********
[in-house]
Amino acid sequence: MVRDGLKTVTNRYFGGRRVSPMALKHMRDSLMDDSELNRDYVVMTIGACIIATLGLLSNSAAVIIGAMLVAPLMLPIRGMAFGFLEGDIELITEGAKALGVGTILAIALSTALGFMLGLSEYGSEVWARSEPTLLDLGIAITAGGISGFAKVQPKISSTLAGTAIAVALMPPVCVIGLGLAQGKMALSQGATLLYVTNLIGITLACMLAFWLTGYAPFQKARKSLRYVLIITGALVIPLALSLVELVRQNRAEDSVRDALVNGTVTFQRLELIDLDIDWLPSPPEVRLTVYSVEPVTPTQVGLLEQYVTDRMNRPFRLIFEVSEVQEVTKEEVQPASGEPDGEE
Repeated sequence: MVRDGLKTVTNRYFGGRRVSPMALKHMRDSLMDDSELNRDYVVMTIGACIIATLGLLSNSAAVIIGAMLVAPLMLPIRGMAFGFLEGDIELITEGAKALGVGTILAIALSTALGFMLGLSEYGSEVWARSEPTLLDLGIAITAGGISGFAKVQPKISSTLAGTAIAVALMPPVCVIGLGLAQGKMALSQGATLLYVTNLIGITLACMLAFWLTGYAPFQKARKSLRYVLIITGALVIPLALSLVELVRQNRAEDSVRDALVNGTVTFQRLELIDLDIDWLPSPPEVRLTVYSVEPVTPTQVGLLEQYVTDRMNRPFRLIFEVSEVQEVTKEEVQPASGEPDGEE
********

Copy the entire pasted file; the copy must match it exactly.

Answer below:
[in-house]
Amino acid sequence: MVRDGLKTVTNRYFGGRRVSPMALKHMRDSLMDDSELNRDYVVMTIGACIIATLGLLSNSAAVIIGAMLVAPLMLPIRGMAFGFLEGDIELITEGAKALGVGTILAIALSTALGFMLGLSEYGSEVWARSEPTLLDLGIAITAGGISGFAKVQPKISSTLAGTAIAVALMPPVCVIGLGLAQGKMALSQGATLLYVTNLIGITLACMLAFWLTGYAPFQKARKSLRYVLIITGALVIPLALSLVELVRQNRAEDSVRDALVNGTVTFQRLELIDLDIDWLPSPPEVRLTVYSVEPVTPTQVGLLEQYVTDRMNRPFRLIFEVSEVQEVTKEEVQPASGEPDGEE
Repeated sequence: MVRDGLKTVTNRYFGGRRVSPMALKHMRDSLMDDSELNRDYVVMTIGACIIATLGLLSNSAAVIIGAMLVAPLMLPIRGMAFGFLEGDIELITEGAKALGVGTILAIALSTALGFMLGLSEYGSEVWARSEPTLLDLGIAITAGGISGFAKVQPKISSTLAGTAIAVALMPPVCVIGLGLAQGKMALSQGATLLYVTNLIGITLACMLAFWLTGYAPFQKARKSLRYVLIITGALVIPLALSLVELVRQNRAEDSVRDALVNGTVTFQRLELIDLDIDWLPSPPEVRLTVYSVEPVTPTQVGLLEQYVTDRMNRPFRLIFEVSEVQEVTKEEVQPASGEPDGEE